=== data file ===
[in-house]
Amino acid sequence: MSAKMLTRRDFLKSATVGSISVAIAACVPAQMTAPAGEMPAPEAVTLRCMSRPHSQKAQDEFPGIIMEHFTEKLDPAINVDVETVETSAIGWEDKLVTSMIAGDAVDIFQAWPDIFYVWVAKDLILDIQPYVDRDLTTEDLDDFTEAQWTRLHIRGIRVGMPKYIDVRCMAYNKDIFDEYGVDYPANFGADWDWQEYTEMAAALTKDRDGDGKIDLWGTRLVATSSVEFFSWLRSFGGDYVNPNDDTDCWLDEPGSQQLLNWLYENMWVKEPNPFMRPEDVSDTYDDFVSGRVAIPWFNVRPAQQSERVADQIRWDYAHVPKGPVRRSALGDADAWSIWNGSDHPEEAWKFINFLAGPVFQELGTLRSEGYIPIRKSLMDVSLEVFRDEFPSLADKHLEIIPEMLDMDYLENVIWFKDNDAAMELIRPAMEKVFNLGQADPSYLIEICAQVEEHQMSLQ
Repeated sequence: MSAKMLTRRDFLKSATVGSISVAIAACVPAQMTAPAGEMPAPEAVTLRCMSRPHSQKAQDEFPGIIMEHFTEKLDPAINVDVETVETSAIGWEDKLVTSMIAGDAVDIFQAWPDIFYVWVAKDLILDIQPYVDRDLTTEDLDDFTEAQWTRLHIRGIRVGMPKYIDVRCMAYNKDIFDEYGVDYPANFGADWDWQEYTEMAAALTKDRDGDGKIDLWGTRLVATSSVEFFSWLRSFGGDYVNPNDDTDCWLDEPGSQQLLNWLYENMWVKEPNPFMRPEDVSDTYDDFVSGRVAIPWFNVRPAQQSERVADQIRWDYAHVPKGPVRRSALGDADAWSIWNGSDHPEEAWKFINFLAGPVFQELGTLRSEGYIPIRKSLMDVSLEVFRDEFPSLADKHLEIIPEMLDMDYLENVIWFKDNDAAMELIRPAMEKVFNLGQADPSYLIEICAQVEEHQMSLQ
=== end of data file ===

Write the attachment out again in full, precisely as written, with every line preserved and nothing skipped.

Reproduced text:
[in-house]
Amino acid sequence: MSAKMLTRRDFLKSATVGSISVAIAACVPAQMTAPAGEMPAPEAVTLRCMSRPHSQKAQDEFPGIIMEHFTEKLDPAINVDVETVETSAIGWEDKLVTSMIAGDAVDIFQAWPDIFYVWVAKDLILDIQPYVDRDLTTEDLDDFTEAQWTRLHIRGIRVGMPKYIDVRCMAYNKDIFDEYGVDYPANFGADWDWQEYTEMAAALTKDRDGDGKIDLWGTRLVATSSVEFFSWLRSFGGDYVNPNDDTDCWLDEPGSQQLLNWLYENMWVKEPNPFMRPEDVSDTYDDFVSGRVAIPWFNVRPAQQSERVADQIRWDYAHVPKGPVRRSALGDADAWSIWNGSDHPEEAWKFINFLAGPVFQELGTLRSEGYIPIRKSLMDVSLEVFRDEFPSLADKHLEIIPEMLDMDYLENVIWFKDNDAAMELIRPAMEKVFNLGQADPSYLIEICAQVEEHQMSLQ
Repeated sequence: MSAKMLTRRDFLKSATVGSISVAIAACVPAQMTAPAGEMPAPEAVTLRCMSRPHSQKAQDEFPGIIMEHFTEKLDPAINVDVETVETSAIGWEDKLVTSMIAGDAVDIFQAWPDIFYVWVAKDLILDIQPYVDRDLTTEDLDDFTEAQWTRLHIRGIRVGMPKYIDVRCMAYNKDIFDEYGVDYPANFGADWDWQEYTEMAAALTKDRDGDGKIDLWGTRLVATSSVEFFSWLRSFGGDYVNPNDDTDCWLDEPGSQQLLNWLYENMWVKEPNPFMRPEDVSDTYDDFVSGRVAIPWFNVRPAQQSERVADQIRWDYAHVPKGPVRRSALGDADAWSIWNGSDHPEEAWKFINFLAGPVFQELGTLRSEGYIPIRKSLMDVSLEVFRDEFPSLADKHLEIIPEMLDMDYLENVIWFKDNDAAMELIRPAMEKVFNLGQADPSYLIEICAQVEEHQMSLQ